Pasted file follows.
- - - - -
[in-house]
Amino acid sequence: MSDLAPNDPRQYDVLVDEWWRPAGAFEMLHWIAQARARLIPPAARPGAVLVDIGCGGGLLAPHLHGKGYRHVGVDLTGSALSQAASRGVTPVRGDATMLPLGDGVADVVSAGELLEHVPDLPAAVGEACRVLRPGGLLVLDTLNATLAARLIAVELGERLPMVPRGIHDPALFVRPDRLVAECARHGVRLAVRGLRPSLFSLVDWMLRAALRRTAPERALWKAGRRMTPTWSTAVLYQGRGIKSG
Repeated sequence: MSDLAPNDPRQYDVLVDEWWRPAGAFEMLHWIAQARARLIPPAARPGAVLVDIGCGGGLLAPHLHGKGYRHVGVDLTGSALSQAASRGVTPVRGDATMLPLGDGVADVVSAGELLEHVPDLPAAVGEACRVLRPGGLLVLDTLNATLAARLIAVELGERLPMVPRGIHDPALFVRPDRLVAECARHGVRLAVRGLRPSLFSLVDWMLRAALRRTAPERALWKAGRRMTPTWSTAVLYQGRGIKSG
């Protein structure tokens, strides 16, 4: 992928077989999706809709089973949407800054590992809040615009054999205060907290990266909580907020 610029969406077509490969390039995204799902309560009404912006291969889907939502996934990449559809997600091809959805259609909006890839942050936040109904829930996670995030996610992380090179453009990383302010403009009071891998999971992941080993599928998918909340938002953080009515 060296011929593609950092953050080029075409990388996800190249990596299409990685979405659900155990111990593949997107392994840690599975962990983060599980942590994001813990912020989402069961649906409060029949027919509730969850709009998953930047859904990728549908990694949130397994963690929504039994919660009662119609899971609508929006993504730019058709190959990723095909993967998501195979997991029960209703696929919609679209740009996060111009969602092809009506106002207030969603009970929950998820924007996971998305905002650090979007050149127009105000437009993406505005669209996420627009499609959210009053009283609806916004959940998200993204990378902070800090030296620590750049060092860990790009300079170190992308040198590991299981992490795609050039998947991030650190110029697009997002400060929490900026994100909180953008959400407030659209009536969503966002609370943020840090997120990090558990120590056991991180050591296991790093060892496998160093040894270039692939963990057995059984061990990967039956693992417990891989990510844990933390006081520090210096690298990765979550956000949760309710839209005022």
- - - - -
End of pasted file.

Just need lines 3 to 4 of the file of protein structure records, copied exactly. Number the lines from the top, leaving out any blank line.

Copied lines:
Repeated sequence: MSDLAPNDPRQYDVLVDEWWRPAGAFEMLHWIAQARARLIPPAARPGAVLVDIGCGGGLLAPHLHGKGYRHVGVDLTGSALSQAASRGVTPVRGDATMLPLGDGVADVVSAGELLEHVPDLPAAVGEACRVLRPGGLLVLDTLNATLAARLIAVELGERLPMVPRGIHDPALFVRPDRLVAECARHGVRLAVRGLRPSLFSLVDWMLRAALRRTAPERALWKAGRRMTPTWSTAVLYQGRGIKSG
């Protein structure tokens, strides 16, 4: 992928077989999706809709089973949407800054590992809040615009054999205060907290990266909580907020 610029969406077509490969390039995204799902309560009404912006291969889907939502996934990449559809997600091809959805259609909006890839942050936040109904829930996670995030996610992380090179453009990383302010403009009071891998999971992941080993599928998918909340938002953080009515 060296011929593609950092953050080029075409990388996800190249990596299409990685979405659900155990111990593949997107392994840690599975962990983060599980942590994001813990912020989402069961649906409060029949027919509730969850709009998953930047859904990728549908990694949130397994963690929504039994919660009662119609899971609508929006993504730019058709190959990723095909993967998501195979997991029960209703696929919609679209740009996060111009969602092809009506106002207030969603009970929950998820924007996971998305905002650090979007050149127009105000437009993406505005669209996420627009499609959210009053009283609806916004959940998200993204990378902070800090030296620590750049060092860990790009300079170190992308040198590991299981992490795609050039998947991030650190110029697009997002400060929490900026994100909180953008959400407030659209009536969503966002609370943020840090997120990090558990120590056991991180050591296991790093060892496998160093040894270039692939963990057995059984061990990967039956693992417990891989990510844990933390006081520090210096690298990765979550956000949760309710839209005022």